processes


9

Organizations Working on Smart Grid Today

FERC

DOE
-
OE

Grid 2030

GridWise

Alliance

EEI

NERC

(FM)

DOE/NETL Modern
Grid Strategy

GridWise

Program

GridWorks

NW
GridWise
Testbed

GridApps

CERTS

DOE
-
OE

CEC PIER

NYSERDA

CPUC

AMI

Galvin
Initiative




EPRI

Intelligrid




PSERC

NIST




GWAC







Utility
AMI





Open
AMI


CEC PIER

EPACT05
Hearings

Nat'l
Labs

EISA
-
2007

IEEE


DOE

Smart

Grid

Task

Force


Source: Eric Lightner,

DOE Office of Electric Delivery and Energy Reliability

9

10

EISA: The Federal Role In Deploying The Smart Grid


Policy Statement:



It is the policy of the United States to support the modernization of the electric transmission and distribution system to ma
int
ain reliability and infrastructure protection.



DOE Tasks:



Submit Smart Grid System Report after first year and every two years



Form Smart Grid Advisory Committee



Manage Smart Grid Task Force comprised of DOE, FERC, and National Institute of Standards and Technologies (NIST)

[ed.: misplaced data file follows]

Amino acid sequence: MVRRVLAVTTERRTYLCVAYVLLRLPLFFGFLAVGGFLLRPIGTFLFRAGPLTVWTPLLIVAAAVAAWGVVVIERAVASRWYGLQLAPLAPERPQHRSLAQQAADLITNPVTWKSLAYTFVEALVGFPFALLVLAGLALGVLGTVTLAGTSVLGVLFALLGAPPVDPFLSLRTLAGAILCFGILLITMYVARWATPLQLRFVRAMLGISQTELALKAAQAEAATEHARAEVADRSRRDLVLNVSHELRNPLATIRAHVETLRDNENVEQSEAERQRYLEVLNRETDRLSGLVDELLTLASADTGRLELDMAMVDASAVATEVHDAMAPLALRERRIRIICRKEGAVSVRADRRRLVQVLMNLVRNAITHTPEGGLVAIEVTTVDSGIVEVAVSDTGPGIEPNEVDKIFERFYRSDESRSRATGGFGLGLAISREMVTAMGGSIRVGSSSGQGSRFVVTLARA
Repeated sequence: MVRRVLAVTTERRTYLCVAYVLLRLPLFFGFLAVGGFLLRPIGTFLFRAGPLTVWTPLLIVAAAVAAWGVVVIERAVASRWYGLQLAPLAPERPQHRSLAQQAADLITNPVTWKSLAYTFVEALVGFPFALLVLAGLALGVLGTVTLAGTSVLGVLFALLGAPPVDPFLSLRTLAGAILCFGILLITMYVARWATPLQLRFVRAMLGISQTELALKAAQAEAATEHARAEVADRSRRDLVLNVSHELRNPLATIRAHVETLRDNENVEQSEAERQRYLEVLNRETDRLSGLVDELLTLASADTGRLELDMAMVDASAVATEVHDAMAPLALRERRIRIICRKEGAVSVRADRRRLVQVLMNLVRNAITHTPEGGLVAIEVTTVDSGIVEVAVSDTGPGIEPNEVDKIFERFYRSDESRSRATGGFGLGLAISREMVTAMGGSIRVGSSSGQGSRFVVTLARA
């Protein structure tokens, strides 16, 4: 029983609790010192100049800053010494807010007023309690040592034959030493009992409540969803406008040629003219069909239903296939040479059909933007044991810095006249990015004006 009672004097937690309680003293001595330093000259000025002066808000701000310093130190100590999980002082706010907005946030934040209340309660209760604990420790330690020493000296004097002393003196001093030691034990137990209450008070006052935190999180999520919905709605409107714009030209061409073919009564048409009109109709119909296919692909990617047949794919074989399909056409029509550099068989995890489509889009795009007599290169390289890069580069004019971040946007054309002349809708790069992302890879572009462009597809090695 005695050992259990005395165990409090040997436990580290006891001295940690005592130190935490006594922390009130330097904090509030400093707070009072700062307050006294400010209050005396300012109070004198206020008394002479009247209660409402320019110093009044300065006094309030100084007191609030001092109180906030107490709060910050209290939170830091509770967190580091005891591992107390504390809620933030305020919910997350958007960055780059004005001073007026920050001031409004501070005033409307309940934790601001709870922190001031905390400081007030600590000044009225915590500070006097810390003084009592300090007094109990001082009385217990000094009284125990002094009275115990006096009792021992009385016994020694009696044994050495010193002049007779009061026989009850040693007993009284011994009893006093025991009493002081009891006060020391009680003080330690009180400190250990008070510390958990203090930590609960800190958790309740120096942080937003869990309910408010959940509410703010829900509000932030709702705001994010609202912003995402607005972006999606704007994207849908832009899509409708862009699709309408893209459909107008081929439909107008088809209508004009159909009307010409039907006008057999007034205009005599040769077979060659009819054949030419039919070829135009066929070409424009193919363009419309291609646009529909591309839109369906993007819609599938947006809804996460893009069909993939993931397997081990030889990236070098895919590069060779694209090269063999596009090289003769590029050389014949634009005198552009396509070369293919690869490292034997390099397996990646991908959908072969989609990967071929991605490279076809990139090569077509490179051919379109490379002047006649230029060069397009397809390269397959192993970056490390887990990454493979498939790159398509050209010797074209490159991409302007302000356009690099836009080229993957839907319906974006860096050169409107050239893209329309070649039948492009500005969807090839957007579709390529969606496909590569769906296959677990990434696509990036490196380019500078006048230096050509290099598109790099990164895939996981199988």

Lead Smart Grid Technology Research, Development, and Demonstration program



Submit Study of security aspects of Smart Grid systems



Submit study of effect of private wire laws on CHP facilities



NIST: Coordinates development of framework for protocols and model standards for information
management for interoperability of smart grid devices and systems



Secretary of Energy shall establish a program to reimburse 20 percent of qualifying Smart Grid
investments


as yet unfunded





11

State Responsibilities for Smart Grid
Deployment under EISA Section 1307



PURPA Directive
--

each state must consider requiring electric
utilities to demonstrate that, prior to investing in non
-
advanced
grid technologies, Smart Grid technology is determined not to
be appropriate



States required to consider allowing recovery of costs of